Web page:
Dow Walling and the Comic World Of Skeets

The Whatcom Museum’s online virtual exhibitions feature a variety of historic photographs, artwork, and ephemera that visitors can view at their leisure. Recently, the Museum has uploaded new virtual galleries, which can be viewed HERE. Scroll down mid-way through the virtual galleries to learn more about one special exhibit featuring the comics of local talent, Dow Walling.     

Dow Walling and the Comic World Of Skeets

Dow Walling (1902-1987) was a self-taught comic creator and illustrator whose full-page color strip “Skeets” ran on Sundays in the New York Herald Tribune and in national syndication from 1932 until 1951. Walling was born and raised on a farm outside of Bellingham, Washington, and in a 1934 interview with the Literary Digest, describes his spunky young protagonist as “growing up in Bellingham – my home town….an average-size town in America [that] typifies the home town of the average boy.”

In the comic strip, Skeets rambles through fields and strolls down streets and alleys with his pal Button-Nose, cousin Eggy, and others while avoiding his nemesis Cue-ball Benson. Walling drew from events and places of his own childhood and featured locales such as Battersby Park and Whatcom Creek swimming holes in his illustrations.

Early Years

Walling was the youngest of four siblings who grew up in a farm outside of Bellingham. He describes his youth as always including “a desire to draw” and with the financial help of his sister, he completed the London School of Cartooning correspondence course at the age of thirteen. His first professional experience in illustration came when he was brought on as cub reporter by the Bellingham Herald where he also created and submitted cartoons and illustrations for the paper.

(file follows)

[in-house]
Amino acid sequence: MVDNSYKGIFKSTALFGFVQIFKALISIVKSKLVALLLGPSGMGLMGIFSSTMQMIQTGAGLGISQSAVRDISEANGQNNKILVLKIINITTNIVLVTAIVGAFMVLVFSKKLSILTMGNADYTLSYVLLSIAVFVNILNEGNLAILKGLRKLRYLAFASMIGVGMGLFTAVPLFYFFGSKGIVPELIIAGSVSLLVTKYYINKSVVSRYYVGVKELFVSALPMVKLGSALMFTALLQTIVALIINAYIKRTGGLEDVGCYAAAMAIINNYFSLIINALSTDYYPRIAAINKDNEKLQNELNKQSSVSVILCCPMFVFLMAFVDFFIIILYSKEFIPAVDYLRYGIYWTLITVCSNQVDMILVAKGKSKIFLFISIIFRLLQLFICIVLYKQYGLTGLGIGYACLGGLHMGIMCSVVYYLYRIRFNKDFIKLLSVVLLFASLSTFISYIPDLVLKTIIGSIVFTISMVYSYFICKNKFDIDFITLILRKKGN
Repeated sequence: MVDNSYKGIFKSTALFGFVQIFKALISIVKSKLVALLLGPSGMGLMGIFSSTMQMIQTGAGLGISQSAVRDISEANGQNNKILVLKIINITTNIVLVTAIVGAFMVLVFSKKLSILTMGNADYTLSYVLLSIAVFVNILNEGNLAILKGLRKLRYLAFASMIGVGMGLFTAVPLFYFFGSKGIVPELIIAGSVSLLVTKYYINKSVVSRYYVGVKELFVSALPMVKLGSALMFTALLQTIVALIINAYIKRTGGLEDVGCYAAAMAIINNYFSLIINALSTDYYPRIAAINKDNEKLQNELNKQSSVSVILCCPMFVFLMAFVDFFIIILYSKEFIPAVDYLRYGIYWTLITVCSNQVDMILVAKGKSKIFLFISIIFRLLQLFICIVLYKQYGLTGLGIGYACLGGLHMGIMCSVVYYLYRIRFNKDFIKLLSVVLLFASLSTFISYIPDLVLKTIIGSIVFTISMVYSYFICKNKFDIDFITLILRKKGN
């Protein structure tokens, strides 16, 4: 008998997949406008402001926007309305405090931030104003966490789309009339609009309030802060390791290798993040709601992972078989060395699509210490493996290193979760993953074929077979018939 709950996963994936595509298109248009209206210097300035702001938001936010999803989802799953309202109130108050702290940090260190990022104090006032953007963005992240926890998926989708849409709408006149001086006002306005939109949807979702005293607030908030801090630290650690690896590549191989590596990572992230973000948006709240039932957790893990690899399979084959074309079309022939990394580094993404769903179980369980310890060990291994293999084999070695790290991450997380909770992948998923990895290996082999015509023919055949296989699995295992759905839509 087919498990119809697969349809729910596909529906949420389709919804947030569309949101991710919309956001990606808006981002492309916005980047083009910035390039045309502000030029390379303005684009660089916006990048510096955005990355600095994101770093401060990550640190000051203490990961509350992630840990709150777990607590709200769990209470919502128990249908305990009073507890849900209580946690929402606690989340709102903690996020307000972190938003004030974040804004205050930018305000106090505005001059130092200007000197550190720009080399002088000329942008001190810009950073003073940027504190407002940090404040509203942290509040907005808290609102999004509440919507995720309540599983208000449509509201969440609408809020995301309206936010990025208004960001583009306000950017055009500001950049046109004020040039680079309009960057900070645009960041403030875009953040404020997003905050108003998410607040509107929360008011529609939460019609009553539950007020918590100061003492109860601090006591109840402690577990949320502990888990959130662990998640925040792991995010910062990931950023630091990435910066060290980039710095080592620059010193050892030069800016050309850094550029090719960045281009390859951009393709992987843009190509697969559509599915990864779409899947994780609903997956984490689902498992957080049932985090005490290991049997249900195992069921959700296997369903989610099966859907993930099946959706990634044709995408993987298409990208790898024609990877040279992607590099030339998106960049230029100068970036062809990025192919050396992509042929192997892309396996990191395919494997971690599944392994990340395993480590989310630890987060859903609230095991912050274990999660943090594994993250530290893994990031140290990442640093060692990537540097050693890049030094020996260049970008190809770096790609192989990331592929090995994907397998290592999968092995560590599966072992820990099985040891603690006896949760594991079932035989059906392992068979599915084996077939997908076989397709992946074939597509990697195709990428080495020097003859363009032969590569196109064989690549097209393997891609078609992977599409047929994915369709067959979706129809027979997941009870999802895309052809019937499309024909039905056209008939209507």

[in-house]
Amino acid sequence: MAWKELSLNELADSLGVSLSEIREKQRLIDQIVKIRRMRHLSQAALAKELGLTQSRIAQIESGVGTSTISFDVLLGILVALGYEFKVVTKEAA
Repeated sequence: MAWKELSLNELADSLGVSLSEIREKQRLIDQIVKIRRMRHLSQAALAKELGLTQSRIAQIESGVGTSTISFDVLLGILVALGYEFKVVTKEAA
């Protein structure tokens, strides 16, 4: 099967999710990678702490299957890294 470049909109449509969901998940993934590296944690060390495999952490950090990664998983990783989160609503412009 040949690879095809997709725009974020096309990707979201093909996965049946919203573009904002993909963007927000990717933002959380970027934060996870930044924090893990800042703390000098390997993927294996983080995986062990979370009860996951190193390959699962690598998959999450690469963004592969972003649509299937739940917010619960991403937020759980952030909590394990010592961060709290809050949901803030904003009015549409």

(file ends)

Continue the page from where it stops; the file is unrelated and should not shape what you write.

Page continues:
In 1919, Walling enrolled at the University of Washington and quickly became an accomplished student and athlete while also working as staff artist for the Seattle Post Intelligencer. Working on a degree in Economics, Walling also created comic strips for the UW comics magazine, the Sun Dodger, and acted as their art editor. His work was well-received and while still a student, Walling was invited to become a member of the Hammer and Coffin, a national comic publication fraternity.

Growth of a Career

Directly out of college, Walling moved to New York to pursue his dream of becoming a professional cartoonist in the footsteps of his childhood idols George Herriman (“Krazy Kats”), Bud Fisher (“Mutt and Jeff”) and Billy DeBeck (“Barney Google”). As a member of the UW crew team, he had been to New York for the annual Poughkeepsie boat races and was no stranger to the big city. Walling’s first break was when he landed a position with Johnson Features, a comics syndication company, and created an original series called “Campus Cowboys.” For this strip, Walling borrowed heavily from his experiences as a college graduate and athlete, and the strip was lauded for its youthful perspective. It was at this time that Walling acted as assistant to both Milt (“Gross Exaggerations”) Gross and H.T. (“The Timid Soul”) Webster.